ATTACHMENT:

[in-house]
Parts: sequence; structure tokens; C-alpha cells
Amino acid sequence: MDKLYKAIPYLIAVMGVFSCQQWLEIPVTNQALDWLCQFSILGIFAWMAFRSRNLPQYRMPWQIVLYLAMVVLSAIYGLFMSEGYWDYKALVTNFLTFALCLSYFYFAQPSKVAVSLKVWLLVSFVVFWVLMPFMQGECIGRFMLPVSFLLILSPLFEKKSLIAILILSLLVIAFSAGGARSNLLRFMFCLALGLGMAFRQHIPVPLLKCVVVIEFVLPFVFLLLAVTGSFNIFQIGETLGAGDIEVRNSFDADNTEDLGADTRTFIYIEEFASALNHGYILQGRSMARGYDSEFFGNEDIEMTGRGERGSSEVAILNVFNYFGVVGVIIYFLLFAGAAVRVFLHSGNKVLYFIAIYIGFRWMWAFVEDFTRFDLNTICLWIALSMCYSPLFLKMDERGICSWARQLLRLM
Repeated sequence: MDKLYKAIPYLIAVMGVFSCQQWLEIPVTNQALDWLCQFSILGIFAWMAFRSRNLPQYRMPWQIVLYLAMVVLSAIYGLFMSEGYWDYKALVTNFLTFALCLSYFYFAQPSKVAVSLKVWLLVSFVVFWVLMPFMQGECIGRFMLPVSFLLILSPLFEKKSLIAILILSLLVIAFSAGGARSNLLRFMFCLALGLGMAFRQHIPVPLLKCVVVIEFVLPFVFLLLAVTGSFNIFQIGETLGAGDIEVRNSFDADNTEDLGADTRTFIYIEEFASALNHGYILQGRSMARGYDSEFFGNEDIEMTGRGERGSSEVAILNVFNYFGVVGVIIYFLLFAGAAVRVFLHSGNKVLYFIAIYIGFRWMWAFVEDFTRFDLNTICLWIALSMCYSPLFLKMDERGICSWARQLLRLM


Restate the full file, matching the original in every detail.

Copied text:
[in-house]
Parts: sequence; structure tokens; C-alpha cells
Amino acid sequence: MDKLYKAIPYLIAVMGVFSCQQWLEIPVTNQALDWLCQFSILGIFAWMAFRSRNLPQYRMPWQIVLYLAMVVLSAIYGLFMSEGYWDYKALVTNFLTFALCLSYFYFAQPSKVAVSLKVWLLVSFVVFWVLMPFMQGECIGRFMLPVSFLLILSPLFEKKSLIAILILSLLVIAFSAGGARSNLLRFMFCLALGLGMAFRQHIPVPLLKCVVVIEFVLPFVFLLLAVTGSFNIFQIGETLGAGDIEVRNSFDADNTEDLGADTRTFIYIEEFASALNHGYILQGRSMARGYDSEFFGNEDIEMTGRGERGSSEVAILNVFNYFGVVGVIIYFLLFAGAAVRVFLHSGNKVLYFIAIYIGFRWMWAFVEDFTRFDLNTICLWIALSMCYSPLFLKMDERGICSWARQLLRLM
Repeated sequence: MDKLYKAIPYLIAVMGVFSCQQWLEIPVTNQALDWLCQFSILGIFAWMAFRSRNLPQYRMPWQIVLYLAMVVLSAIYGLFMSEGYWDYKALVTNFLTFALCLSYFYFAQPSKVAVSLKVWLLVSFVVFWVLMPFMQGECIGRFMLPVSFLLILSPLFEKKSLIAILILSLLVIAFSAGGARSNLLRFMFCLALGLGMAFRQHIPVPLLKCVVVIEFVLPFVFLLLAVTGSFNIFQIGETLGAGDIEVRNSFDADNTEDLGADTRTFIYIEEFASALNHGYILQGRSMARGYDSEFFGNEDIEMTGRGERGSSEVAILNVFNYFGVVGVIIYFLLFAGAAVRVFLHSGNKVLYFIAIYIGFRWMWAFVEDFTRFDLNTICLWIALSMCYSPLFLKMDERGICSWARQLLRLM